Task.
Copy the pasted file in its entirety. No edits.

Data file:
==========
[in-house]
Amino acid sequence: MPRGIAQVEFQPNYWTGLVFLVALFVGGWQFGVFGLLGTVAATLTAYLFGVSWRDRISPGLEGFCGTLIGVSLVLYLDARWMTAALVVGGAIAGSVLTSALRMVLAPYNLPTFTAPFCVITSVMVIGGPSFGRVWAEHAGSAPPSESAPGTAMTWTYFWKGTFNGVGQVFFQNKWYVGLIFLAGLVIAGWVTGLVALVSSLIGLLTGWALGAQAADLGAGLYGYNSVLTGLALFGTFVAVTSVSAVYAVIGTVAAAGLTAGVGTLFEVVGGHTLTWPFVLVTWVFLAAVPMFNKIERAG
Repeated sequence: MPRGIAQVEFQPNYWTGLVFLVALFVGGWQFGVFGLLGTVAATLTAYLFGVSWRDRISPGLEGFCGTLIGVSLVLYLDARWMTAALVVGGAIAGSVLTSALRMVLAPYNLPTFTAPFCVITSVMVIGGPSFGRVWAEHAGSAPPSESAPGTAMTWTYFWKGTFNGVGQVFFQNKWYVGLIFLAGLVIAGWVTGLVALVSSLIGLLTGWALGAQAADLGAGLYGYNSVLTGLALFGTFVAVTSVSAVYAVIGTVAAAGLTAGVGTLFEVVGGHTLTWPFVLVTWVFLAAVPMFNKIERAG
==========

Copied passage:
[in-house]
Amino acid sequence: MPRGIAQVEFQPNYWTGLVFLVALFVGGWQFGVFGLLGTVAATLTAYLFGVSWRDRISPGLEGFCGTLIGVSLVLYLDARWMTAALVVGGAIAGSVLTSALRMVLAPYNLPTFTAPFCVITSVMVIGGPSFGRVWAEHAGSAPPSESAPGTAMTWTYFWKGTFNGVGQVFFQNKWYVGLIFLAGLVIAGWVTGLVALVSSLIGLLTGWALGAQAADLGAGLYGYNSVLTGLALFGTFVAVTSVSAVYAVIGTVAAAGLTAGVGTLFEVVGGHTLTWPFVLVTWVFLAAVPMFNKIERAG
Repeated sequence: MPRGIAQVEFQPNYWTGLVFLVALFVGGWQFGVFGLLGTVAATLTAYLFGVSWRDRISPGLEGFCGTLIGVSLVLYLDARWMTAALVVGGAIAGSVLTSALRMVLAPYNLPTFTAPFCVITSVMVIGGPSFGRVWAEHAGSAPPSESAPGTAMTWTYFWKGTFNGVGQVFFQNKWYVGLIFLAGLVIAGWVTGLVALVSSLIGLLTGWALGAQAADLGAGLYGYNSVLTGLALFGTFVAVTSVSAVYAVIGTVAAAGLTAGVGTLFEVVGGHTLTWPFVLVTWVFLAAVPMFNKIERAG